Mark Hudson is a 46-year-old lifelong resident of Evanston, Illinois. He is an artist, poet and short story writer. He graduated from Evanston Township High School in 1988 and received a degree in creative writing from Columbia College. Mark remembers being interested in art from the age of four. His uncle, a printing house executive, gave him a box of paper, and Mark quickly used it up making his drawings. As a youngster, Mark wanted to be a cartoonist and used MAD magazine to learn his craft.

Wherever he goes, Mark carries a sketchbook or a camera or both to capture people and places that fascinate him. At home, he focuses on turning his ideas into paintings and drawings. He says, “It’s much more rewarding than just watching television.” His one-bedroom apartment is teeming with his art, from wall-sized paintings to colorful miniatures. He rents a storage space to hold his earlier work. Mark says, “Being an artist is like keeping the magic of childhood alive.”

Anonymous,  Man Cross Dressing , Mid 20th century, graphite and colored pencil on paper, Courtesy of the Kinsey Institute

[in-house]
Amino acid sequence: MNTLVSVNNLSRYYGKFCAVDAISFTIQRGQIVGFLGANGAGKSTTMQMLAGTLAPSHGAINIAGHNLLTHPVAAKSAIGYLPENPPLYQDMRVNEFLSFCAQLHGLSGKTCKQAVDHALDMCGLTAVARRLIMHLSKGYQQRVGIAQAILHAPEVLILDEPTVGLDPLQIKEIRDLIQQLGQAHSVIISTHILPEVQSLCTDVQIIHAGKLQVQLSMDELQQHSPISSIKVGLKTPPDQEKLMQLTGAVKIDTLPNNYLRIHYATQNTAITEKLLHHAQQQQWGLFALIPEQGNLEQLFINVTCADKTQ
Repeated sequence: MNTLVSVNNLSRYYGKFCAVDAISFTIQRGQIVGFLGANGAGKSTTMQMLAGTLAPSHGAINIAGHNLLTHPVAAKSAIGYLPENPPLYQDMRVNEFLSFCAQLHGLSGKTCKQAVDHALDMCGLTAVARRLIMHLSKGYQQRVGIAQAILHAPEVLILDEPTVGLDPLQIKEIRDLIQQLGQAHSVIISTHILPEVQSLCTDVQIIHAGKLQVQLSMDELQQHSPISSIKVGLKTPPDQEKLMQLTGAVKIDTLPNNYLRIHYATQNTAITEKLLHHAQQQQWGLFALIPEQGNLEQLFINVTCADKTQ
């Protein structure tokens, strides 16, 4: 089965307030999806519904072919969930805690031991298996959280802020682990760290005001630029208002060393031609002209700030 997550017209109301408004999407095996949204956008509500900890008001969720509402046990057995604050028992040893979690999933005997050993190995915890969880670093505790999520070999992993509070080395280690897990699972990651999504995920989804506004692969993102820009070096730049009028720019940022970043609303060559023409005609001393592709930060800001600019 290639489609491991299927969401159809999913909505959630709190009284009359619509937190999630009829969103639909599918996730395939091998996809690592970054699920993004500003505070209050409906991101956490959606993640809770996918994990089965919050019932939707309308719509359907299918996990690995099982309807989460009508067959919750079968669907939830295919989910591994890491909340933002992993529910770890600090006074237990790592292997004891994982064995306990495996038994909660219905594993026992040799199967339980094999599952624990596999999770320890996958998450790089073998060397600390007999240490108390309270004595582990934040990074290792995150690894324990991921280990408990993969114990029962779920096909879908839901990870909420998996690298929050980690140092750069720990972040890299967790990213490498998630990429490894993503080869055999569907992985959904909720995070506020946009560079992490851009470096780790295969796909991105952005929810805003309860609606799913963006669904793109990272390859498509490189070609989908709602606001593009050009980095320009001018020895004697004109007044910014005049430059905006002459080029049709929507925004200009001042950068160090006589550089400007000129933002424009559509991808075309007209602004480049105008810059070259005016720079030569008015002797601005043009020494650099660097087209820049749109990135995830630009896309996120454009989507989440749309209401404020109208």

Anonymous, Man Cross Dressing, Mid 20th century, graphite and colored pencil on paper, Courtesy of the Kinsey Institute

August 12-October 16, 2016
Curated by Blaise Cronin, Rudy Professor Emeritus of Information Science; Rebecca Fasman; Garry Milius; and Besty Stirrat, Director, Grunwald Gallery of Art, Indiana University Bloomington

Private Eyes: Selected Artwork from the Kinsey Institute Collectionexplores the unique characteristics of homemade erotic artifacts. The 16 one-of-a-kind items on display include drawings, paintings, prints, carved figures, and fabric crafts from the Kinsey Institute’s permanent collection of art. These artworks, spanning the naively playful to the transgressive, were intended for private consumption and created with specific individuals in mind. To date, these materials have received scant scholarly or sociological attention.